SC is the recurrent, bilateral, and progressive inflammation involving the outer retina and inner choroid. Spectral domain OCT and novel imaging techniques such as FAF have improved diagnostic accuracy, management, follow-up, and determination of the visual prognosis. The main treatment goal being to suppress active inflammation and reduce the number of recurrences, one must exercise sufficient caution prior administering local immunomodulatory therapy and the need for periodic follow-up and self-examination of central vision by Amsler chart should be emphasized.



  1. Majumder, P. D., Biswas, J., & Gupta, A. (2019). Enigma of serpiginous choroiditis. Indian journal of ophthalmology67(3), 325.
  1. Khanamiri, H. N., & Rao, N. A. (2013). Serpiginous choroiditis and infectious multifocal serpiginoid choroiditis. Survey of ophthalmology58(3), 203-232.                        
  1. Abrez, H., Biswas, J., & Sudharshan, S. (2007). Clinical profile, treatment, and visual outcome of serpiginous choroiditis. Ocular immunology and inflammation15(4), 325-335.
  1. Erkkilä, H., Laatikainen, L., & Jokinen, E. (1982). Immunological studies on serpiginous choroiditis. Graefe’s Archive for Clinical and Experimental Ophthalmology219(3), 131-134.
  1. Maumenee, A. E. (1970). Clinical Entities in “Uveitis”: An Approach to the Study of Intraocular Inflammation: XXVI Edward Jackson Memorial Lecture. American journal of ophthalmology69(1), 1-27.
  1. Gupta, A., Bansal, R., Gupta, V., Sharma, A., & Bambery, P. (2010). Ocular signs predictive of tubercular uveitis. American journal of ophthalmology149(4), 562-570.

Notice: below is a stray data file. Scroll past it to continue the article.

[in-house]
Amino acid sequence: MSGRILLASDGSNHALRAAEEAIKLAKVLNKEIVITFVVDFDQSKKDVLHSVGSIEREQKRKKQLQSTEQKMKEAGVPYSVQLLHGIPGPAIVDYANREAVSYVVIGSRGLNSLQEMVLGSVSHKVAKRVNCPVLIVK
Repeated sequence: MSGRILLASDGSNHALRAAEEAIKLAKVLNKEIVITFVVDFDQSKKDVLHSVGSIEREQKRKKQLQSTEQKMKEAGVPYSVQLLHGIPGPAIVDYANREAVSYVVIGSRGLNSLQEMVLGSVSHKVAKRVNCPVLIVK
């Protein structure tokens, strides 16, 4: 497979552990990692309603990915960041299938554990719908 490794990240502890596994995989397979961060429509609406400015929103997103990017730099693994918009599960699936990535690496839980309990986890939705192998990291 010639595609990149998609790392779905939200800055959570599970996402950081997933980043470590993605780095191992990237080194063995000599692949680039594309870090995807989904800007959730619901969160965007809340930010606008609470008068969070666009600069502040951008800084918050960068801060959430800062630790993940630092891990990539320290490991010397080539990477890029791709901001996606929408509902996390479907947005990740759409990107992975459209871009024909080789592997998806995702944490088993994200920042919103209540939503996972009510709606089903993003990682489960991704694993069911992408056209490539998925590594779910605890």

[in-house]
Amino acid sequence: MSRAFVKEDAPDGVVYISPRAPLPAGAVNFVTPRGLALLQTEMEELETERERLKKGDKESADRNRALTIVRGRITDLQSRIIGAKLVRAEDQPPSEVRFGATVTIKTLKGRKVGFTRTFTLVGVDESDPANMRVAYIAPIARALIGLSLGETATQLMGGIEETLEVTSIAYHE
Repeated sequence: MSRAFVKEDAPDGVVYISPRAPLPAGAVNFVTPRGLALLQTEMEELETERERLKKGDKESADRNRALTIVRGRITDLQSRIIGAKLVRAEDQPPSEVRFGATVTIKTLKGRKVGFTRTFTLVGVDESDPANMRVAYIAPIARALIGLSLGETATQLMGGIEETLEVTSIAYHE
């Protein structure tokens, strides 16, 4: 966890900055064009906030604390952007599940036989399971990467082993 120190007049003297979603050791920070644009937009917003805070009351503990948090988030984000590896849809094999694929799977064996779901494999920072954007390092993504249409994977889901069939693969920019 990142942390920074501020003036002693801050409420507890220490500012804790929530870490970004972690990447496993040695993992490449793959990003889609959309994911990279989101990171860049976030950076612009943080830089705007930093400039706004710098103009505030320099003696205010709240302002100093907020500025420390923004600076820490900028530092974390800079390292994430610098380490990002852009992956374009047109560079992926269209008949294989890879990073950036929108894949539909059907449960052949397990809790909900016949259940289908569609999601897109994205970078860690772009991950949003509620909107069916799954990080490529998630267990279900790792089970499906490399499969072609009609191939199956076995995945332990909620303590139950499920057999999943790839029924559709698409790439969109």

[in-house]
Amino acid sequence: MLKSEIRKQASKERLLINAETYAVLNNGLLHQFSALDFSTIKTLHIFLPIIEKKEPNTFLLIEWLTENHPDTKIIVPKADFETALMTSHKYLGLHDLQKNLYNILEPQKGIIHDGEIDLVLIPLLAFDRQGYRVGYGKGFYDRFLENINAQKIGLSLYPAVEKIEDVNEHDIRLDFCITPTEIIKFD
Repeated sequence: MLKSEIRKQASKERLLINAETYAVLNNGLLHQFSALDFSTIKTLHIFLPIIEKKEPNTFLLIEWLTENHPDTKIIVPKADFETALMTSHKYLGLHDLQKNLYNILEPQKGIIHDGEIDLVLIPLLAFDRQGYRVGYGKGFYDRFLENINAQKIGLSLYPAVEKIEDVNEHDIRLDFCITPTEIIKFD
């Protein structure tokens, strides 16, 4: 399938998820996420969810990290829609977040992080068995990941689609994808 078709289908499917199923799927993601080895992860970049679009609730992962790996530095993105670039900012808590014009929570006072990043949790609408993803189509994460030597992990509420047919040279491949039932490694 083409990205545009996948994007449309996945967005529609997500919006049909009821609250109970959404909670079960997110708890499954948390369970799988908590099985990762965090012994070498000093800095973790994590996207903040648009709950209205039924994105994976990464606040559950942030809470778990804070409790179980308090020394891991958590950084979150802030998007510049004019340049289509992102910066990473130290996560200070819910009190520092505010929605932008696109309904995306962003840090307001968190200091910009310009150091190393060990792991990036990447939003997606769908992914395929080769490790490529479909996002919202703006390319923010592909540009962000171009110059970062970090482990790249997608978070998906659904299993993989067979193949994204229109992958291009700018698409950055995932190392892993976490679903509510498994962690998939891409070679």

1. Kuo, I. C., & Cunningham Jr, E. T. (2000). Ocular neovascularization in patients with uveitis. International ophthalmology clinics40(2), 111-126.
  1. Gupta, V., Gupta, A., & Rao, N. A. (2007). Intraocular tuberculosis—an update. Survey of ophthalmology52(6), 561-587.
  1. Akpek, E. K., Baltatzis, S., Yang, J., & Stephen Foster, C. (2001). Long-term immunosuppressive treatment of serpiginous choroiditis. Ocular immunology and inflammation9(3), 153-167.
  1. Adıgüzel, U., Sarı, A., Özmen, C., & Öz, Ö. (2006). Intravitreal triamcinolone acetonide treatment for serpiginous choroiditis. Ocular immunology and inflammation14(6), 375-378.
  1. Chinchurreta Capote, A., Requena Jimenez, J. M., Lorenzo Soto, M., Romero Gomez, C., & García de Lucas, M. D. (2014). Effectiveness of adalimumab for refractory serpiginous choroiditis. Ocular immunology and inflammation22(5), 405-408.
  1. Bansal, R., Gupta, A., Gupta, V., Dogra, M. R., Bambery, P., & Arora, S. K. (2008). Role of anti-tubercular therapy in uveitis with latent/manifest tuberculosis. American journal of ophthalmology146(5), 772-779.
  2. Lim, W. K., Buggage, R. R., & Nussenblatt, R. B. (2005). Serpiginous choroiditis. Survey of ophthalmology50(3), 231-244.